CHICAGO -- It was not a first half of the season to make the Chicago White Sox feel like contenders, but the immediate run up to the all-star break did make them feel good about themselves again.
Although the White Sox were humbled Sunday in a 3-1 defeat to pitcher Jake Arrieta and the Chicago Cubs, missing out on a cross-town series sweep, they still hit the break having won nine of their last 12 games while finally looking like something resembling a team.
"For sure," center fielder Adam Eaton said. "When you play good defense, which we have the last couple of weeks, playing better defense and timely hitting helps. Today we had a time with Arrieta but besides that, we've been playing a little better glove, hitting the ball a little better and our pitching has just been on point. We have to continue that when we get back."
Unity and morale were hard things to come by when the White Sox stumbled out of the gate by getting swept in the opening series at Kansas City and then falling as far as 10 games under .500, first on June 19 (28-38) and then again on June 28 (32-42).
The reversal was fast, backed by heavy doses of pitching and a slightly improved defense. But while the offense also has been a little better, it still can't be considered productive.
That leaves the White Sox thinking that either the bats never will come around, or that an even more substantial winning run is ahead if the veterans in the lineup hit to their potential.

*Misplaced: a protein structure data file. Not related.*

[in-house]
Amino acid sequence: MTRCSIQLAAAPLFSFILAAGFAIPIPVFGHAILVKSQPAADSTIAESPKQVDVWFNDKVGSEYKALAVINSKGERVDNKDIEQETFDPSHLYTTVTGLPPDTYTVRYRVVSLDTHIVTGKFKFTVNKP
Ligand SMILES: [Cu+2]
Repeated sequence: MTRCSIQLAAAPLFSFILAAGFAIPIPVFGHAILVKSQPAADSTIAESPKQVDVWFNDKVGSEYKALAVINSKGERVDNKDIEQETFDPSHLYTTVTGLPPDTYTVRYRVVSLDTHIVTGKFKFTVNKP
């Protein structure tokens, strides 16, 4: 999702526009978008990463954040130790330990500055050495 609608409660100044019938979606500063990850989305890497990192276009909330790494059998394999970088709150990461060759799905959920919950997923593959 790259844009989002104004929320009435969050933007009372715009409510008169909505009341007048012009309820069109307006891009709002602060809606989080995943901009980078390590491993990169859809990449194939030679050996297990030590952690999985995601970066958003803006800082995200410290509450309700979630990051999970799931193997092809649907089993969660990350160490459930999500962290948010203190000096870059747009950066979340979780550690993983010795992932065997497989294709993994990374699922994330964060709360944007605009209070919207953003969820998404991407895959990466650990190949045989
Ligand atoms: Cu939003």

"We played well the last two weeks; we had a good run at it going into the break," manager Robin Ventura said. "We played well, we pitched well, we played defense and scored some runs when we needed to. Today we just ran into a really good pitcher. We didn’t get much going offensively."
The winning run of late might have eliminated the slim chance the White Sox would have started a complete overhaul by trading all-star Chris Sale. But moving somebody such as Jeff Samardzija, who is a free agent after this year, remains a possibility.
Or the White Sox could keep the right-hander and give themselves a chance to see what their $120-million investment on this roster could do with a full season. They could even go the route of adding reinforcements at the trade deadline, something that still might not be in their best interest but was unfathomable three weeks ago.
"I mean we talk all the time," Ventura said when asked if he might be bold enough to ask for roster improvements in the coming weeks. "Right now we're going to go into the break and see what’s there, and see how we're playing coming out of it."
The start of the second half won't be easy. It kicks off with a doubleheader against the Kansas City Royals on Friday that opens a four-game series. Then come the St. Louis Cardinals, who are always a chore -- even if the White Sox did win both games against the National League stalwart on their last road trip.
"We started scoring some runs and playing some better defense," veteran Adam LaRoche said of the improvement. "We're not having the games with two, three, four errors that are costing us runs. And if we do have a little mishap, the pitchers are bailing us out.